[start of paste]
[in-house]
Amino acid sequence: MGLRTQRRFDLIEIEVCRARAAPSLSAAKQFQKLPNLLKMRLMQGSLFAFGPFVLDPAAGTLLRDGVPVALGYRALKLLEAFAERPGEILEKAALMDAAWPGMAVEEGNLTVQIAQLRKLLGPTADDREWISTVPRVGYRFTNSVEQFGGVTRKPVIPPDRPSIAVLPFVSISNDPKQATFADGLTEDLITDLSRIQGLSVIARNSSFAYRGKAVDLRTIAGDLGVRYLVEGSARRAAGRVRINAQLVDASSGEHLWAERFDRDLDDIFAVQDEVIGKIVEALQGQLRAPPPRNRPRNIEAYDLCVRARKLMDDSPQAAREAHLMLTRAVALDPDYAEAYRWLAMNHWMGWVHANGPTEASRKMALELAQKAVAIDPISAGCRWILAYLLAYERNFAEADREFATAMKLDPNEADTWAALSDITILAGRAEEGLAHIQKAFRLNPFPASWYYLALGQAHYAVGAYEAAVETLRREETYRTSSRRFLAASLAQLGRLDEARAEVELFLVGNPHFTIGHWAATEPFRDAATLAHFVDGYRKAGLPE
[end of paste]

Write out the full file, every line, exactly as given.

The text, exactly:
[in-house]
Amino acid sequence: MGLRTQRRFDLIEIEVCRARAAPSLSAAKQFQKLPNLLKMRLMQGSLFAFGPFVLDPAAGTLLRDGVPVALGYRALKLLEAFAERPGEILEKAALMDAAWPGMAVEEGNLTVQIAQLRKLLGPTADDREWISTVPRVGYRFTNSVEQFGGVTRKPVIPPDRPSIAVLPFVSISNDPKQATFADGLTEDLITDLSRIQGLSVIARNSSFAYRGKAVDLRTIAGDLGVRYLVEGSARRAAGRVRINAQLVDASSGEHLWAERFDRDLDDIFAVQDEVIGKIVEALQGQLRAPPPRNRPRNIEAYDLCVRARKLMDDSPQAAREAHLMLTRAVALDPDYAEAYRWLAMNHWMGWVHANGPTEASRKMALELAQKAVAIDPISAGCRWILAYLLAYERNFAEADREFATAMKLDPNEADTWAALSDITILAGRAEEGLAHIQKAFRLNPFPASWYYLALGQAHYAVGAYEAAVETLRREETYRTSSRRFLAASLAQLGRLDEARAEVELFLVGNPHFTIGHWAATEPFRDAATLAHFVDGYRKAGLPE